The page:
On a more serious note, I want to speak briefly on the amazing opportunity that our community meeting offered for my team and I to learn some real truths about public health here on the island. With the success of partnering with laboratory services, research work in the field, and participating in a growing media campaign, the Z-Pack arranged a community meeting at a local religious center. Our “community meetings” as proposed in part from our earlier work focus on presenting audience and culturally specific information about reducing arbovirus risks and addressing health within the community. A community liaison connected us to a local Islamic center, where we conducted one of these meetings. Our presentation was received well, and a vigorous discussion followed. Having a partner from the Ministry of Health with us that day provided some clout to our discussions. I drew heavily on my interpersonal skills as a laboratorian when I fielded some really challenging questions from the adult crowd. Concerns in this particular community included specific objections to the effectiveness of the Ministry’s work on reducing mosquito populations, frustration over tourist-heavy areas receiving unfair attention, and true worry over improving health outcomes in a constructive and collaborative way. Taking the time to share their personal experiences was greatly appreciated by my team. Really engaging with the community on an individual level really makes it feel as though we are creating positive change. As a part of our work, data was collected on the effectiveness of our message. Still in its early stages, the data (Figure 4) shows qualitative improvements toward answers in post-presentation surveys which reflect new facts learned, potential for social/behavioral change, and establishment of health risk as a community priority.

 

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Constantine E. Kanakis MSc, MLS (ASCP)CM graduated from Loyola University Chicago with a BS in Molecular Biology and Bioethics and then Rush University with an MS in Medical Laboratory Science. He is currently a medical student at the American University of the Caribbean and actively involved with local public health.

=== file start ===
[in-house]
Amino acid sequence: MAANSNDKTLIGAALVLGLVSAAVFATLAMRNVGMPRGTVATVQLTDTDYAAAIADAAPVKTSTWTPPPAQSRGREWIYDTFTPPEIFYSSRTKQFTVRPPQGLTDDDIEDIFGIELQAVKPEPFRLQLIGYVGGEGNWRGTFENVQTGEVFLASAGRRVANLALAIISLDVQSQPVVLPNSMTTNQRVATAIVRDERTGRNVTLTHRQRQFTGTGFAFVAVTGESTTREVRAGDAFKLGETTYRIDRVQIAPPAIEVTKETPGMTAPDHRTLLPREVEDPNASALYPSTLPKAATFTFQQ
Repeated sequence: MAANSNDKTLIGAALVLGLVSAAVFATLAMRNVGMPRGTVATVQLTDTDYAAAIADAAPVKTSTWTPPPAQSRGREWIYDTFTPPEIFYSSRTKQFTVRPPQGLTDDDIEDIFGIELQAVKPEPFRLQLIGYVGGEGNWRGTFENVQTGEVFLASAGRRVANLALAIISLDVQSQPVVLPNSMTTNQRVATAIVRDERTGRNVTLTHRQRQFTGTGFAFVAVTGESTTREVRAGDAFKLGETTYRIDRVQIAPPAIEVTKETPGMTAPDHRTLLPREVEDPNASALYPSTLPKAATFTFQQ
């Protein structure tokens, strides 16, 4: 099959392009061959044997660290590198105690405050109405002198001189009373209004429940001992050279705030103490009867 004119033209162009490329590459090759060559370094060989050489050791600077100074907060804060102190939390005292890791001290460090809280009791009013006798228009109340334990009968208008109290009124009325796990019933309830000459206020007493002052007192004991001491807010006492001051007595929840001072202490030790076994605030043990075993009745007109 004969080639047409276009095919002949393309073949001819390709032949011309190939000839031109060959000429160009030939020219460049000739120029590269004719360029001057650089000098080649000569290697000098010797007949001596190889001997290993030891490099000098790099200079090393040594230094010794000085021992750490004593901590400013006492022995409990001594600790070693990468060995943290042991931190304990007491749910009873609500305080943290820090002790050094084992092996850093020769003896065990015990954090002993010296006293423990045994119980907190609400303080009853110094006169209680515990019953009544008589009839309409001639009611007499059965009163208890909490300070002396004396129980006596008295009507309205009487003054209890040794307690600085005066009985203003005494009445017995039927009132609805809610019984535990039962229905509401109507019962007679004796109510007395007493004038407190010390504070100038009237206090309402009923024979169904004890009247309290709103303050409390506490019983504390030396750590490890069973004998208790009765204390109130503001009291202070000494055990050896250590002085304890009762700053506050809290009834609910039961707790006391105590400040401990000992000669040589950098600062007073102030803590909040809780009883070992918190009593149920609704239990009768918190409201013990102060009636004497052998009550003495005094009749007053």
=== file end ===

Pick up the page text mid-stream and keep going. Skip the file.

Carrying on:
Social Accountability Inside and Outside the Laboratory

Being a medical laboratory scientist is more profession than occupation. Those of us who are affiliated with ASCP through our certification or work know the value of being part of an organization that values education, certification, and advocacy for patients. Finding a place in this network has given me a strong foundation through years of understanding a “best practices” paradigm. If you’ve been following my posts these last few months, you’ll have heard all about my work with Zika virus prevention and detection initiatives on the island country of Sint Maarten. Being here at the right time and right place have provided ample opportunity to flourish as a medical student with a history of laboratory experience. Recently, my school honored me with the Social Accountability Award and Scholarship for outstanding service during my time as a student with respect for my colleagues and the surrounding community of Sint Maarten. Having authored proposals and leading initiatives coalesced into an ongoing functional public health initiative, partnered with local government and NGOs. My experience as a certified scientist allowed me to build on three major ASCP foundations:

  1. Leadership. Receiving the award from the school validated my confidence in the work that I and my team have been doing this last year. Letters of recommendation came from my service-learning course director and Dean of Community Affairs, and the consultant advisor to the public health prevention office of the local Ministry of Health. The Dean of Medical Sciences even spoke about me with kind words and an inspired tone that really meant a lot to me, personally. This overall validation was not just for me—it was for the work, my team, and our efforts in local public health. The exercise in textbook-to-field informatics, education, and interventions could not have come to fruition without experiences I drew from in my lab years. Responding to CAP inspections, spearheading changes to SOPs or operations, and being a voice at the conference table taught me how to collaborate as well as lead.

 

  1. Education. If there’s anything I would say has been paramount in my time (both here in medical school and back in the lab) it’s the value of education. I could not do the work or pursue the projects I do today without backgrounds in molecular science, lab informatics, or general pathology and disease. Through numerous degrees and opportunities to work in the field of laboratory medicine, there are countless venues for someone to continue to patient care. My journey included a foundation of molecular biology, a graduate degree in lab science, an ASCP certificate with continuing maintenance as an MLS—now in post graduate work; I continue to work and learn in a dynamic environment. I have created SOPs from scratch, researched literature on seroprevalence and epidemiological statistics, managed and interpreted specimen collection and ELISA testing, and contributed to public health awareness and education. If you want diverse and exciting, this field has it! Education doesn’t stop with the degrees and certificates on the wall behind my desk, however. A very important, and arguably mandatory part, of being a scientist/clinician is being able to engage in an educational conversation with a wide variety of audiences. Talking about Zika virus prevention, seroprevalence, and risk mitigation is a different conversation with children, or local adults, or medical colleagues.